PERHAPS the finest engraver, painter and art theorist of the early Northern Renaissance was the Nuremberger, Albrecht Dürer. The range and diversity of his work is astonishing. His woodcuts made him famous across Europe, his engravings unparalleled. As a painter, he was equally successful – commissions for religious icons and portraits for the rich, powerful and cultured were abundant and diverse. He was naturally curious and well-traveled, too. Continue reading
c3 Contemporary Art Space – current exhibitions
Abbotsford Convent, 1 St Heliers St Abbotsford
Open 10.00AM-5.00PM Wednesday to Sunday (closed Monday and Tuesday).
Closed June 12.
NESTLED in the under-story of the old convent in Abbotsford’s art precinct on the Yarra, c3 Contemporary Art Space has been a showcase for emerging artists for more than eight years. Currently, six artists are on show, presenting a veritable cornucopia of different ideas, views, thoughts, objectives and interests. Culture, place, history and experience all provide a wealth of opportunity for artistic expression. Continue reading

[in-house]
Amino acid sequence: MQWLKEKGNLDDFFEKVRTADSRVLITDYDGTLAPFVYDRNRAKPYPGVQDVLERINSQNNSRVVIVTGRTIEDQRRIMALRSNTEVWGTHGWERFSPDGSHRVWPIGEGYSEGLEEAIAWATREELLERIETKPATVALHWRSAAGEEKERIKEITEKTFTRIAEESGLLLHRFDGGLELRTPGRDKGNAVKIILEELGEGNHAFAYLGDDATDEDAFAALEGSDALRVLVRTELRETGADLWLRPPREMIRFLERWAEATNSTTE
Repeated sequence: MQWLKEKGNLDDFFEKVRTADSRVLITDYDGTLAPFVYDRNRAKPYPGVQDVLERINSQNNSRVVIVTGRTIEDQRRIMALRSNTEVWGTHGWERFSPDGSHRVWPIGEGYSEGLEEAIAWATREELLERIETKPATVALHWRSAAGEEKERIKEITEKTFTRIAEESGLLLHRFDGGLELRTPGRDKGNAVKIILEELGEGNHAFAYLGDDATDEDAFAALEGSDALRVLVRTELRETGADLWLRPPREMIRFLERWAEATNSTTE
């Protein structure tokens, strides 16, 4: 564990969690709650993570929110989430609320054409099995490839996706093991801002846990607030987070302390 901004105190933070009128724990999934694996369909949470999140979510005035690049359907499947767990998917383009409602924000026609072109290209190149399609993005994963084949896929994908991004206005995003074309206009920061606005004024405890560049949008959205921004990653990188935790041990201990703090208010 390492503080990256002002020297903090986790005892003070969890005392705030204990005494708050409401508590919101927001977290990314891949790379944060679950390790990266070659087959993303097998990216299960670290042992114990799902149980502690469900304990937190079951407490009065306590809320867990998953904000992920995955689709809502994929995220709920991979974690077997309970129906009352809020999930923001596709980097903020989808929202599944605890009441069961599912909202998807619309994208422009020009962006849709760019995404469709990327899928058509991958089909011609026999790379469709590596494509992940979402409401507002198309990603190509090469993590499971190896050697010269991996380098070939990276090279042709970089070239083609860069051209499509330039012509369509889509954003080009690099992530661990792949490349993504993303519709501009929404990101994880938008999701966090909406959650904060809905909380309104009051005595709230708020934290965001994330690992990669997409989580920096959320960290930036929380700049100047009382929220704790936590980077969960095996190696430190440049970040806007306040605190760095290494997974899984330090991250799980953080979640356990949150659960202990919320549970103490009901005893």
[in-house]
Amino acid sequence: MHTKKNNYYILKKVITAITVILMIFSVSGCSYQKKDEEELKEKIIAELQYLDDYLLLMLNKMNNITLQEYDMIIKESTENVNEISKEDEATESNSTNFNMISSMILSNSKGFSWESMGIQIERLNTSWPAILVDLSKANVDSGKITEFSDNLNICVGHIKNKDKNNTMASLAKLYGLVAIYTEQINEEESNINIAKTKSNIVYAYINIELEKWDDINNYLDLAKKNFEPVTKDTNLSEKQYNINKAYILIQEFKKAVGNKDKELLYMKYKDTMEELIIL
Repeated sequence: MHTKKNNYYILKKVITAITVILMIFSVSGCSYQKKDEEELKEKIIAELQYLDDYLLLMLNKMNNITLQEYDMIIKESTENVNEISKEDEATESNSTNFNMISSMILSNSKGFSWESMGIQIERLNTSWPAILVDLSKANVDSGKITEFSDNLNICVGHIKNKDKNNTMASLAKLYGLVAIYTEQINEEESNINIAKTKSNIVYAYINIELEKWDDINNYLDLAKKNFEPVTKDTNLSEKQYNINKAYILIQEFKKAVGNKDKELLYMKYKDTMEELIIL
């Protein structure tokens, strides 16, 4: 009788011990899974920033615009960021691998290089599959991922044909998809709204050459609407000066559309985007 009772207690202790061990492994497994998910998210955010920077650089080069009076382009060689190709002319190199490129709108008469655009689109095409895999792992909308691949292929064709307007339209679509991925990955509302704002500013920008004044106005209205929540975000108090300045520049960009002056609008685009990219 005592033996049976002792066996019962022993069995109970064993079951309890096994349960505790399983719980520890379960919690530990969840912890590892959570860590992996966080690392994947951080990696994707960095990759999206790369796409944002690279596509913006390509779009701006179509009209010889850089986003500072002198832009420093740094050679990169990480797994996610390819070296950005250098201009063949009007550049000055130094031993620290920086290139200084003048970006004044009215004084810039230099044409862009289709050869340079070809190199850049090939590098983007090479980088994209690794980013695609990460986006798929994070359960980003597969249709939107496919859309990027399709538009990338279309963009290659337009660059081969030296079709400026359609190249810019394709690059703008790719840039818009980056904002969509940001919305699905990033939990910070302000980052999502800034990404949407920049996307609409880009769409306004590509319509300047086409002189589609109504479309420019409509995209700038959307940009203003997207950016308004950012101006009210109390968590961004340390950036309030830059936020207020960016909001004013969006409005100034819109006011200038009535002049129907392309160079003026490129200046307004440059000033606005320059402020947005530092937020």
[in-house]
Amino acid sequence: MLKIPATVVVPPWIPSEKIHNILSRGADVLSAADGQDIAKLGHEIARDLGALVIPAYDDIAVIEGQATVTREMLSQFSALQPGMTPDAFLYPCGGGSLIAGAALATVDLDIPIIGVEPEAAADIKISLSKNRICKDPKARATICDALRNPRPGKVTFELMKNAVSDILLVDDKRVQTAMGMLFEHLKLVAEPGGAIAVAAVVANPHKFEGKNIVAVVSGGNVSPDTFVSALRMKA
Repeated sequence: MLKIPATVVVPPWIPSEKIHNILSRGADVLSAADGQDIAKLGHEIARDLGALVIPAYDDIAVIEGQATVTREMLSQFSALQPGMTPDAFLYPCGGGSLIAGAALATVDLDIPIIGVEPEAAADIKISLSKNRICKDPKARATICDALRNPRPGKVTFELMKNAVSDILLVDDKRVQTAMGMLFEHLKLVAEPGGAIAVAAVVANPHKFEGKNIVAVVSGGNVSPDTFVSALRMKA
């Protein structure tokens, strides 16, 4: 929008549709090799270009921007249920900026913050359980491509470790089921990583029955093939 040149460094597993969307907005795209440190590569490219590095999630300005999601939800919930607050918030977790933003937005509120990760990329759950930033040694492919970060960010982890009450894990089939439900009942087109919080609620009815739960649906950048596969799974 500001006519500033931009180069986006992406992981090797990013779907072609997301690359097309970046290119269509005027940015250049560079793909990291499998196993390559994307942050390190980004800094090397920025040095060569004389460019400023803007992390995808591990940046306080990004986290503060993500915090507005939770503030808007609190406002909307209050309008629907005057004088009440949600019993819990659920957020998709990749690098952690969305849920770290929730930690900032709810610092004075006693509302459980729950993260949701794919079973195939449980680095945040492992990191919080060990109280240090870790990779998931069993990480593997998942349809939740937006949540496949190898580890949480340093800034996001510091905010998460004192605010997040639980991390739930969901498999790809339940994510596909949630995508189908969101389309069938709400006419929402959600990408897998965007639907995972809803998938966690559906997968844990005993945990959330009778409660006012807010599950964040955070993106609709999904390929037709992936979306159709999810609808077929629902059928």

IN SIX weeks, the National Gallery of Victoria International opens its latest Winter Masterpieces exhibition, Degas, a New Vision. Works have been drawn from collections across the globe and, in the words of the NGVI’s press office, offer a ‘fresh and dynamic reappraisal of this legendary artist’s genius.’ Continue reading
IN recent days, news of the discovery of a painting by Caravaggio has occupied and divided arts writers and critics, world-wide. Apparently disinterred in 2014 from the roof of a house in Toulouse, France, Judith beheading Holofernes (c.1604) has been subjected to scrutiny by a number of experts, not all of whom believe the work to be genuine. Continue reading
BY THE early 1980s, Warhol was not an artist in critical favour. The art world had moved on from the Pop Art and Minimalist sensibility of the 1960s and ’70s and was looking for new commentary on a western world that was changing rapidly. Warhol’s ‘art about nothing’ no longer reflected the spirit of the time or place – the zeitgeist – to use the noun of the moment. Robert Hughes, an art critic widely respected for his insight and critical rigour, wrote in The New York Review of Books in February 1982 that ‘…Warhol’s output for the last decade has been concerned more with the smooth development of product than with any discernible insights…. It scarcely matters what Warhol paints; for his clientele, only the signature is fully visible.’ Continue reading